FRANKFURT – Investors and analysts are nearly certain: The European Central Bank will take action at its next meeting to boost the tepid recovery.
What’s not at all certain is how much good that can do.
Any help is needed. The weak recovery in the 18 countries that use the euro is a source of risk and uncertainty for the rebounding U.S and global economy. The eurozone economy grew only 0.2 per cent in the first quarter, gaining no speed from the quarter before. Worse, inflation is dangerously low at an annual 0.7 per cent, well below the ECB’s goal of just under 2 per cent.
A long period of low inflation is a threat because it makes it harder for heavily indebted governments to cut their borrowings, and increases the pressure on them to keep imposing fiscal austerity in the form of higher taxes and restrained spending, which slow growth further.
Yet economists say the impact of most of the measures that are being talked about would likely be a marginal improvement and psychological reassurance, rather than a big bang.
Holger Schmieding, chief economist at Berenberg Bank in London, said the biggest impact may be to show that the ECB is willing and able to act.
Short of a complete surprise, such as a massive program to boost the amount of money in the economy through bond purchases, “what the ECB will do will have only very modest consequences.”
At the ECB’s last meeting in May, Draghi said the bank was “comfortable taking action next time,” on June 5. Economists are taking him at his word, and so are foreign exchange markets. The euro has fallen 3 full cents since then and for now has stayed lower, trading below $1.37 Friday in anticipation of an interest rate cut, the most likely move.
The ECB could also offer more cheap credit for banks, perhaps on the condition that they loan it to small businesses. Or it could take the bolder move of starting bond purchases — an unprecedented step for the ECB but one the U.S. Federal Reserve has taken with arguable success to drive down market interest rates for companies and consumers.
Here are some of the reasons why economists are skeptical how much impact ECB action will have.
CLOGGED BANKS: The benchmark refinancing rate is already at a record low of 0.25 per cent. The rate determines what it costs banks to borrow from the ECB, and strongly influences the rate at which banks lend to each other. Through them — the so-called “bank channel” — the ECB in theory controls the rates businesses pay for loans to expand their plants, or on what consumers pay for mortgages.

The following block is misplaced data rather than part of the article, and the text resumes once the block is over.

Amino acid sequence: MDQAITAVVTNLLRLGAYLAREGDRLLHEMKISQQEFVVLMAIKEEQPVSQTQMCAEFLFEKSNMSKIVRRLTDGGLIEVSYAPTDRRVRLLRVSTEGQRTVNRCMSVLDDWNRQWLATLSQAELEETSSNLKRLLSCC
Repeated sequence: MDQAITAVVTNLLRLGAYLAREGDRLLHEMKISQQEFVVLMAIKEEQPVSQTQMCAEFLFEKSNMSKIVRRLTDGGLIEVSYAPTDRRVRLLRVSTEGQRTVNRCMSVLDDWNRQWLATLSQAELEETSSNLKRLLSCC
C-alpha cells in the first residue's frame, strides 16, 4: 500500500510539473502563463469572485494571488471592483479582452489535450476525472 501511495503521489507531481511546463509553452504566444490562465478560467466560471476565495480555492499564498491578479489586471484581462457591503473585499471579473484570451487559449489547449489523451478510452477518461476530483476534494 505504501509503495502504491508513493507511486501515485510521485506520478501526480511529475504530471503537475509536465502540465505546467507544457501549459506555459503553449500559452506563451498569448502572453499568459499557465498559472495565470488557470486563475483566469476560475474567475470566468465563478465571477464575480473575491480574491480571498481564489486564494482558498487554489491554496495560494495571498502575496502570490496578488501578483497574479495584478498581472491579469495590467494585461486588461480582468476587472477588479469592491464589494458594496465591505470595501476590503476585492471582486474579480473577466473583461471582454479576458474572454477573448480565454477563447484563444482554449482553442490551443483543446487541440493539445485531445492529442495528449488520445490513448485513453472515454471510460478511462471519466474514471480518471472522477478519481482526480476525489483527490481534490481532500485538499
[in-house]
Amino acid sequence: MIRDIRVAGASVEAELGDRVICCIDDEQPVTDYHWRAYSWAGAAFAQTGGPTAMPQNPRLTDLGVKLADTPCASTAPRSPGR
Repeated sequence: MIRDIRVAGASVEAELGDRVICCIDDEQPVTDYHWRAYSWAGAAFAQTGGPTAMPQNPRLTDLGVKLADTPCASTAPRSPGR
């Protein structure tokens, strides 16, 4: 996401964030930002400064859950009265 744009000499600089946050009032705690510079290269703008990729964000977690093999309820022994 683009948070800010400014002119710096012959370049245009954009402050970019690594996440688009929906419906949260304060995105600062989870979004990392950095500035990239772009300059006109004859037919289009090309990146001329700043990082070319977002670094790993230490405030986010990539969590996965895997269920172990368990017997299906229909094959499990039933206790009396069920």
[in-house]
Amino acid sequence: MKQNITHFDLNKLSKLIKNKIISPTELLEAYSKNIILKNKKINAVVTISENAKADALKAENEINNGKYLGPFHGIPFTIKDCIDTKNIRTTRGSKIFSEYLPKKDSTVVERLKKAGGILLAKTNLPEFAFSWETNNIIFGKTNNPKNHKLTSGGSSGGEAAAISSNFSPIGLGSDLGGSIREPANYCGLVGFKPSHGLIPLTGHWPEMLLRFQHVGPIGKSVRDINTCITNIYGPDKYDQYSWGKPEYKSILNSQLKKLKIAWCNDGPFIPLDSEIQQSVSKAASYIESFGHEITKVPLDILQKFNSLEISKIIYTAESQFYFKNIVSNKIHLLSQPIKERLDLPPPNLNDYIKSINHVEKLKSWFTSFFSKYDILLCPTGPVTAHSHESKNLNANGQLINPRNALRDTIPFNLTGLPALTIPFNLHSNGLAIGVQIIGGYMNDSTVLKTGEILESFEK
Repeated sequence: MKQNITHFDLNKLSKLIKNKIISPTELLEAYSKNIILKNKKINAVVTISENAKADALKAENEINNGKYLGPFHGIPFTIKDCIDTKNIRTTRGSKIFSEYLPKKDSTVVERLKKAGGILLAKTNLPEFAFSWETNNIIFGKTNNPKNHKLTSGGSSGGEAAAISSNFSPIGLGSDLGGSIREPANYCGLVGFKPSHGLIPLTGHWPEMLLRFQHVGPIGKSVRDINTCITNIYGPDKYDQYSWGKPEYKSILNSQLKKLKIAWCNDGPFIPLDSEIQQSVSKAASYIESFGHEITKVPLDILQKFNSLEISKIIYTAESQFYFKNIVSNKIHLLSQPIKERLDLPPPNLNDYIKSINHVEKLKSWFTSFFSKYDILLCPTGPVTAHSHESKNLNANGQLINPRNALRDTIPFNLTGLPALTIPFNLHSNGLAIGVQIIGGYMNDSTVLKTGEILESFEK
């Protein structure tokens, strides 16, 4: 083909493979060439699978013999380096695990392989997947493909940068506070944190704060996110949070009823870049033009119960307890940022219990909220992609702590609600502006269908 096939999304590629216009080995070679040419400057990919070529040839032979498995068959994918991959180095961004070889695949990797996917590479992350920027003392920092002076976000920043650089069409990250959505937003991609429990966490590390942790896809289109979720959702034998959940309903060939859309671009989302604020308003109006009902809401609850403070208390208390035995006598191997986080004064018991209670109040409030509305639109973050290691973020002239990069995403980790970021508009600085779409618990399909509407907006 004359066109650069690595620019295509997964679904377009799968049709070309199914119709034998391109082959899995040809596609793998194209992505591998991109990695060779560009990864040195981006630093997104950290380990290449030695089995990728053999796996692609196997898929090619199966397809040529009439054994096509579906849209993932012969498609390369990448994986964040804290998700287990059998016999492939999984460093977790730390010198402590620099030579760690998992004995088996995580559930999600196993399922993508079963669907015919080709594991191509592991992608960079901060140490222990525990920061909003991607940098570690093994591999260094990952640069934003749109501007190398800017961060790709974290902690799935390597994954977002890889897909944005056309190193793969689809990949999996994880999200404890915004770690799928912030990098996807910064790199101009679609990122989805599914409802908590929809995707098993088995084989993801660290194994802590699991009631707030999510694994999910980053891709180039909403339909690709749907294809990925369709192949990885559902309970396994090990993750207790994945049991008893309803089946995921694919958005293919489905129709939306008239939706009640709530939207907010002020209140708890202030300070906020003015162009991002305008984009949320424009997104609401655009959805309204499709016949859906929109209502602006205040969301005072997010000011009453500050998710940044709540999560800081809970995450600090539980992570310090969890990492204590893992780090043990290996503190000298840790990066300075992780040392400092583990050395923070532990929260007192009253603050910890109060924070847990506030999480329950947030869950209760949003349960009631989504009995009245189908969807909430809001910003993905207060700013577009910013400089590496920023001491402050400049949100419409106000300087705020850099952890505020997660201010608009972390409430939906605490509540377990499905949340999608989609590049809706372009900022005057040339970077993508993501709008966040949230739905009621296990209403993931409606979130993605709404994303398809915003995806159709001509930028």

Yet rates are already very low.
And, more important, the bank channel is clogged.
Banks with troubled finances aren’t passing on the low rates. The ECB is trying to improve confidence in the banks by reviewing their finances — and forcing the ones that are hiding losses to raise new capital, or even be sold or restructured. Economists say completing the review and straightening out the banks are the real key to getting the eurozone economy hitting on all cylinders. The review won’t be done until this fall.
Meanwhile Analyst Carsten Brzeski at ING says a conventional rate cut and other measures will have “hardly any” effect on growth. He says that’s probably why the bank hasn’t cut rates since Nov. 13, despite promising every month to act if needed: “If it was the silver bullet, they would have done it already. “
GO NEGATIVE: Another unconventional step discussed for months is a negative rate on money banks leave on deposit with the ECB — charging them for hoarding money in an attempt to push them to lend it out.
But it could backfire. Banks could pass the cost on to customers — the opposite of what the ECB is trying to do.
BLOWBACK: A key factor weighing on inflation and growth is the strong euro, which hurts exports and makes imports expensive. Low rates in theory push down the euro by reducing returns on interest-bearing investments and therefore demand for the currency.
But measures that improve prospects for the growth would also attract more investment — and tend to push the euro up.
THE BIG KAHUNA: Bond purchases — a less likely option — would aim to drive bond prices up and their interest yields down, in hopes that those lower bond yields would be reflected in lower rates for other kinds of borrowing.
Problem is, eurozone bonds have already risen recently, and yields are low.
That means any bond purchases would have less impact than they would have two years ago, at the height of the debt crisis.
Despite questions about impact Schmieding says the bank has to act. “With what Draghi has said, if he does nothing, his trust and credibility, his communication strategy, will suffer a lot,” Schmieding said.
“So he’d better come up with something — if it has a lot of impact or not.”